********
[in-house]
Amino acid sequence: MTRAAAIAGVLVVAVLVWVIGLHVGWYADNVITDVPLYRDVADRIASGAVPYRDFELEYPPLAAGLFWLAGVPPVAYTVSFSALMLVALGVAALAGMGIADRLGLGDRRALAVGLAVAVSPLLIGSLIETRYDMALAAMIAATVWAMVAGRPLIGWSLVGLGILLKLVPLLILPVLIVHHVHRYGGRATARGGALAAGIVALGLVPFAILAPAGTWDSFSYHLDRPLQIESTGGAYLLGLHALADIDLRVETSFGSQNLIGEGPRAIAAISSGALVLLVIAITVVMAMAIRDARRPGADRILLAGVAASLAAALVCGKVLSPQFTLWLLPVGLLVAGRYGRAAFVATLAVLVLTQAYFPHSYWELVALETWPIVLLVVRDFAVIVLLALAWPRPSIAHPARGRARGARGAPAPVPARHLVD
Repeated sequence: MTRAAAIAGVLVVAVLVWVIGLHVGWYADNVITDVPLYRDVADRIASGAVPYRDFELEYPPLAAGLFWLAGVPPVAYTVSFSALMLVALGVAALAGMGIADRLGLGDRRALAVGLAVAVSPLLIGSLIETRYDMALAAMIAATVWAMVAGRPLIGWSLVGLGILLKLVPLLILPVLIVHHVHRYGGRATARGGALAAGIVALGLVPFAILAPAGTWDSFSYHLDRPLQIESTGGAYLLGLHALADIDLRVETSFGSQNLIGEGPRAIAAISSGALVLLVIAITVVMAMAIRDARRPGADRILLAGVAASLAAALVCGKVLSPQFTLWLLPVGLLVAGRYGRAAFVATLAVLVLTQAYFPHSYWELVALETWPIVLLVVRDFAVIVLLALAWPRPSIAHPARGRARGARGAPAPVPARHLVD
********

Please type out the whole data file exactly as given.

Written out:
[in-house]
Amino acid sequence: MTRAAAIAGVLVVAVLVWVIGLHVGWYADNVITDVPLYRDVADRIASGAVPYRDFELEYPPLAAGLFWLAGVPPVAYTVSFSALMLVALGVAALAGMGIADRLGLGDRRALAVGLAVAVSPLLIGSLIETRYDMALAAMIAATVWAMVAGRPLIGWSLVGLGILLKLVPLLILPVLIVHHVHRYGGRATARGGALAAGIVALGLVPFAILAPAGTWDSFSYHLDRPLQIESTGGAYLLGLHALADIDLRVETSFGSQNLIGEGPRAIAAISSGALVLLVIAITVVMAMAIRDARRPGADRILLAGVAASLAAALVCGKVLSPQFTLWLLPVGLLVAGRYGRAAFVATLAVLVLTQAYFPHSYWELVALETWPIVLLVVRDFAVIVLLALAWPRPSIAHPARGRARGARGAPAPVPARHLVD
Repeated sequence: MTRAAAIAGVLVVAVLVWVIGLHVGWYADNVITDVPLYRDVADRIASGAVPYRDFELEYPPLAAGLFWLAGVPPVAYTVSFSALMLVALGVAALAGMGIADRLGLGDRRALAVGLAVAVSPLLIGSLIETRYDMALAAMIAATVWAMVAGRPLIGWSLVGLGILLKLVPLLILPVLIVHHVHRYGGRATARGGALAAGIVALGLVPFAILAPAGTWDSFSYHLDRPLQIESTGGAYLLGLHALADIDLRVETSFGSQNLIGEGPRAIAAISSGALVLLVIAITVVMAMAIRDARRPGADRILLAGVAASLAAALVCGKVLSPQFTLWLLPVGLLVAGRYGRAAFVATLAVLVLTQAYFPHSYWELVALETWPIVLLVVRDFAVIVLLALAWPRPSIAHPARGRARGARGAPAPVPARHLVD